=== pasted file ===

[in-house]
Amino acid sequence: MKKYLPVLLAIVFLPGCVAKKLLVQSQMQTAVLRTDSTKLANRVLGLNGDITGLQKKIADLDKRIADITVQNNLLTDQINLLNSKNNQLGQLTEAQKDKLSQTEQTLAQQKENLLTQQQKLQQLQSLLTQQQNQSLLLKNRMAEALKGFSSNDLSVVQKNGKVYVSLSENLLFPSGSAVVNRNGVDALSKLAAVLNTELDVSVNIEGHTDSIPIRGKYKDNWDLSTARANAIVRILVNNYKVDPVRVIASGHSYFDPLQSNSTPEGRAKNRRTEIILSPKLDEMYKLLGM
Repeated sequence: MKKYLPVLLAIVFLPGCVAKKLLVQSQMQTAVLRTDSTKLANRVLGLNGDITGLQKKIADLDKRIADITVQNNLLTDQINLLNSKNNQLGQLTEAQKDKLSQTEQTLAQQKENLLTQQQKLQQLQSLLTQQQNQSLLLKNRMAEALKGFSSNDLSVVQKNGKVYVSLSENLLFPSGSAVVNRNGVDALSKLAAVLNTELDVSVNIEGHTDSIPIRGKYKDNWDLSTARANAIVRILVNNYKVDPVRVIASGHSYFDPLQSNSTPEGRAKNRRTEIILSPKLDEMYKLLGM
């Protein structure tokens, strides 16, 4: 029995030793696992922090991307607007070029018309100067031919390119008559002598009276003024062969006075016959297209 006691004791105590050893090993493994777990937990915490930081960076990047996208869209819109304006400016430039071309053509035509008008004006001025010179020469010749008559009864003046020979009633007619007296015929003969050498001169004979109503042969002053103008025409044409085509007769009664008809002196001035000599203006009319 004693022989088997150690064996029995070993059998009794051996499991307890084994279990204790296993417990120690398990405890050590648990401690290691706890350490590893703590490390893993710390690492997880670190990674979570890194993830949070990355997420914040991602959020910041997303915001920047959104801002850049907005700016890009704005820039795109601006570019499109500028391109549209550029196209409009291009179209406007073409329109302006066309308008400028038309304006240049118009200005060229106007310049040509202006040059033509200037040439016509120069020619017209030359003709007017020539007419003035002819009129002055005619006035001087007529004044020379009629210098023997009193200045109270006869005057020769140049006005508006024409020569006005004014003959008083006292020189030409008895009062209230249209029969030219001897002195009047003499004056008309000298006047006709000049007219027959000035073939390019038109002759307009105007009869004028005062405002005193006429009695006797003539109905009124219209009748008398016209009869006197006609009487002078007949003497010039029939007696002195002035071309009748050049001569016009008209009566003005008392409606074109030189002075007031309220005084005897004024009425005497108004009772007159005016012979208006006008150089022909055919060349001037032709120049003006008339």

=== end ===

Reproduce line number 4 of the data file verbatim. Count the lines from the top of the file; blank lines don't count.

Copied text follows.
């Protein structure tokens, strides 16, 4: 029995030793696992922090991307607007070029018309100067031919390119008559002598009276003024062969006075016959297209 006691004791105590050893090993493994777990937990915490930081960076990047996208869209819109304006400016430039071309053509035509008008004006001025010179020469010749008559009864003046020979009633007619007296015929003969050498001169004979109503042969002053103008025409044409085509007769009664008809002196001035000599203006009319 004693022989088997150690064996029995070993059998009794051996499991307890084994279990204790296993417990120690398990405890050590648990401690290691706890350490590893703590490390893993710390690492997880670190990674979570890194993830949070990355997420914040991602959020910041997303915001920047959104801002850049907005700016890009704005820039795109601006570019499109500028391109549209550029196209409009291009179209406007073409329109302006066309308008400028038309304006240049118009200005060229106007310049040509202006040059033509200037040439016509120069020619017209030359003709007017020539007419003035002819009129002055005619006035001087007529004044020379009629210098023997009193200045109270006869005057020769140049006005508006024409020569006005004014003959008083006292020189030409008895009062209230249209029969030219001897002195009047003499004056008309000298006047006709000049007219027959000035073939390019038109002759307009105007009869004028005062405002005193006429009695006797003539109905009124219209009748008398016209009869006197006609009487002078007949003497010039029939007696002195002035071309009748050049001569016009008209009566003005008392409606074109030189002075007031309220005084005897004024009425005497108004009772007159005016012979208006006008150089022909055919060349001037032709120049003006008339």